form of higher income and better education, to less corruption but the effect
of corruption on growth is relatively weak.
We should be careful about drawing too many conclusions about the rest of
the world from studies of the United States. As we will discuss later in the
United States we have corruption of politics by economics elsewhere we
have corruption of economics by politics which is much more serious.
Measuring Corruption: Micro Studies
•
•
In Uganda, Reinikka and Svensson (2004) compared the amount of money given out
to schools with money received and found that almost 90% of the money
disappeared in the transfer – most of the money went to government officials and
politicians.
In Indonesia the government subsidized rice to be given to the poor. Olken (2005)
compared administrative data on the rice given out with survey data on the rice
received. He found that on average there was an 18% loss (interestingly most of the
loss came from a few districts with ethnically heterogeneous populations and low
population densities – Why?)
–
•
In the United States corruption is more difficult to document. Obviously, we see
corruption when corrupt officials are caught. It is very difficult, however, to draw a
direct connection between dollar donations and votes once one controls for ideology
and district characteristics.
–
•
Taking into account the loss from corruption and the cost of taxation may make the program
welfare reducing instead of welfare enhancing. Hence corruption can make redistribution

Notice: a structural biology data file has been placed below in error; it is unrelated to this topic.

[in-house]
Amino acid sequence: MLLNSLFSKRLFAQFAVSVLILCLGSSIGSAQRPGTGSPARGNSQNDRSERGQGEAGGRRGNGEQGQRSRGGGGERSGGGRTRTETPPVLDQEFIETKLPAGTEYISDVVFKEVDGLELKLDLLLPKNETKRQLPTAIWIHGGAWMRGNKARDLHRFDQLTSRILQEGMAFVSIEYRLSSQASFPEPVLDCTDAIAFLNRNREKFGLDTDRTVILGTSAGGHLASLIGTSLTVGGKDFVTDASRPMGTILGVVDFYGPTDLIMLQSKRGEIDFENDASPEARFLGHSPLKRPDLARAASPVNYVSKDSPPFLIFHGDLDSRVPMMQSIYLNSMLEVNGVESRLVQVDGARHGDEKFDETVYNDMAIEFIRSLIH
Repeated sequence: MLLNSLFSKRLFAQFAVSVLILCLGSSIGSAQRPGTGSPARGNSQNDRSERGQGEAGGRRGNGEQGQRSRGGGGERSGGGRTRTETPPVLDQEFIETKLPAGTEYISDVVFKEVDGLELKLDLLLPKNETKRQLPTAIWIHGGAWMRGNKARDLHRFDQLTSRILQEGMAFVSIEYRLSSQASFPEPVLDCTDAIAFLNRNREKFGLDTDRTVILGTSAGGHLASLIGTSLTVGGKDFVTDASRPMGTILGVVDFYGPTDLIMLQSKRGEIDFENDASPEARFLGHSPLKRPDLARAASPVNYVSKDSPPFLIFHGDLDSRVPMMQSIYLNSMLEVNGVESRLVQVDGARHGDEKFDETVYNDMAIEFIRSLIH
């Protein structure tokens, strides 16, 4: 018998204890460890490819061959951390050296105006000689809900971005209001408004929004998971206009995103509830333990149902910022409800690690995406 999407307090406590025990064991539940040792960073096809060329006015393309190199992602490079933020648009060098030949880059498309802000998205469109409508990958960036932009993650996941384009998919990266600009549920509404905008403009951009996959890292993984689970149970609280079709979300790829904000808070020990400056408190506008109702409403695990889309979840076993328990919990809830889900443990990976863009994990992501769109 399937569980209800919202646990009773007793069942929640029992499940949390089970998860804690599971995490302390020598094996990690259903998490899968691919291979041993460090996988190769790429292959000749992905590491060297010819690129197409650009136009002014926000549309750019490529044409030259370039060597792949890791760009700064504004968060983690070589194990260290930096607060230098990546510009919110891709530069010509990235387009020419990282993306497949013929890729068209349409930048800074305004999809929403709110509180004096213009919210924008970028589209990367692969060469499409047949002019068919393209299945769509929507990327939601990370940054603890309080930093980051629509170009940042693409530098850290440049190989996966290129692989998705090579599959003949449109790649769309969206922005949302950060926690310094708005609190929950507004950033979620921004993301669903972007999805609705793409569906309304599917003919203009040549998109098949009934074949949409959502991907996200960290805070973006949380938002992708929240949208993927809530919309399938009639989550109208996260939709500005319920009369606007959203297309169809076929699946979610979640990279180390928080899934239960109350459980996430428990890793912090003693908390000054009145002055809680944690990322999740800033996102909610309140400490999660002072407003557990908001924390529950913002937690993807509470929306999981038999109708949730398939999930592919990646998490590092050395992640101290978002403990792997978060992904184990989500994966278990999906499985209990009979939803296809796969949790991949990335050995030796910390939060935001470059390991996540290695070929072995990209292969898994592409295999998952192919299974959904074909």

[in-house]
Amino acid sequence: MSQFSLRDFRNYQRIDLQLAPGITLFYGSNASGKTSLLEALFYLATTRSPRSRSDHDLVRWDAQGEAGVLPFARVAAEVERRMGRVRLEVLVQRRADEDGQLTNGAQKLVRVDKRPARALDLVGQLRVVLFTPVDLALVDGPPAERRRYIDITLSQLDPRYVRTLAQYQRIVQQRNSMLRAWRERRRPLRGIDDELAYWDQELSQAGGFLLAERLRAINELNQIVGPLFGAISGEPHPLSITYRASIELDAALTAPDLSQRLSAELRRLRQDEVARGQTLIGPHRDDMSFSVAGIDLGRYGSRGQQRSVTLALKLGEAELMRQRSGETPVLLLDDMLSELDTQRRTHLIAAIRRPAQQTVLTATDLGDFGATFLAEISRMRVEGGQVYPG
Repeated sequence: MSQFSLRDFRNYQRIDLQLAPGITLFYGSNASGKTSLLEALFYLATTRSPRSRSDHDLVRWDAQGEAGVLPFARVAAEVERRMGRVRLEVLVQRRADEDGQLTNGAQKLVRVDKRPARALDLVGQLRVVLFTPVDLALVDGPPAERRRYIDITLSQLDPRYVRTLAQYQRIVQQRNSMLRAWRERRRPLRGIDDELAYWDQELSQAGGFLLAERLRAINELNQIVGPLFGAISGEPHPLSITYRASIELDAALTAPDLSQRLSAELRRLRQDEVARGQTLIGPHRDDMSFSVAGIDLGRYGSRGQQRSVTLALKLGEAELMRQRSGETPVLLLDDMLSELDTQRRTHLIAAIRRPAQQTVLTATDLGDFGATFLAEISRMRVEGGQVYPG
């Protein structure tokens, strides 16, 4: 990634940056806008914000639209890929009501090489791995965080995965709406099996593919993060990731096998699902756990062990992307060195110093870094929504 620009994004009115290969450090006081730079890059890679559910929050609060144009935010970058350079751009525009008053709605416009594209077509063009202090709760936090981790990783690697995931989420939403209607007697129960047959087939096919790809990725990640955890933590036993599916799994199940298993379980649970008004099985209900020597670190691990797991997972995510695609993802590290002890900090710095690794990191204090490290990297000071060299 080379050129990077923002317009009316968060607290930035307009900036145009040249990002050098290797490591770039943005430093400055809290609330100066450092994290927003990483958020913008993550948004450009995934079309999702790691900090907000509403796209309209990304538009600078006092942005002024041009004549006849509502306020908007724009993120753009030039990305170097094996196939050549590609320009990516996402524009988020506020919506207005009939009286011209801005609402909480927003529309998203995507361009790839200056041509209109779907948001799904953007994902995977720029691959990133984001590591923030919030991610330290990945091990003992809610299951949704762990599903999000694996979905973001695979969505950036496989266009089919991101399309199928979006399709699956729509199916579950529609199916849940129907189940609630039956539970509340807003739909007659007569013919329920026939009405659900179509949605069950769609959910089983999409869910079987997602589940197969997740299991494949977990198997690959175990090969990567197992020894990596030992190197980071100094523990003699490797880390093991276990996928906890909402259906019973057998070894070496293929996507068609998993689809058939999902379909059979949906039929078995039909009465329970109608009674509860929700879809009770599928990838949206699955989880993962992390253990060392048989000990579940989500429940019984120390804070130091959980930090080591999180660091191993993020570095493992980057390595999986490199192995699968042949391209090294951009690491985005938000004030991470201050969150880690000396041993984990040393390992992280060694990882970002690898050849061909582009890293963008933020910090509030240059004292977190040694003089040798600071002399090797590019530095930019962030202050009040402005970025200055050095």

very difficult.
It is illegal to buy votes but it is not illegal to buy candidates!
Indirect evidence,however, is suggestive that many things matter other than votes.
For example, in May of 2001 the political world was rocked when Jim Jeffords
switched parties from Republican to Independent thereby throwing the Senate from
the Republicans to the Democrats. As the switch became known the stock market
returns of those firms that had given heavily to Republicans fell significantly relative to
those firms that had given to Democrats.
Why Corruption is Bad
• Corruption reduces wealth because it acts as a tax on productive
activity. Government spending is often wasteful but the corruption
tax has zero offsetting beneficial expenditures.
• The tax is highest in the case of serial competitive competition when
the double monopoly problem can create severe welfare losses.
• Corruption encourages government control over the economy.
• Corruption distorts the direction of economic activity (recall our
discussion of Olson) encouraging people to exit the productive
areas of the economy and enter the corruption sector.
Types of Corruption 1
Corruption with Theft vs. Corruption w/out Theft
(Shleifer and Vishny, 1993)
• Corruption without Theft
– There is a government bureau responsible for issuing
a passport, license, permit etc.
– There is an official cost.
– In corruption without theft the official price must be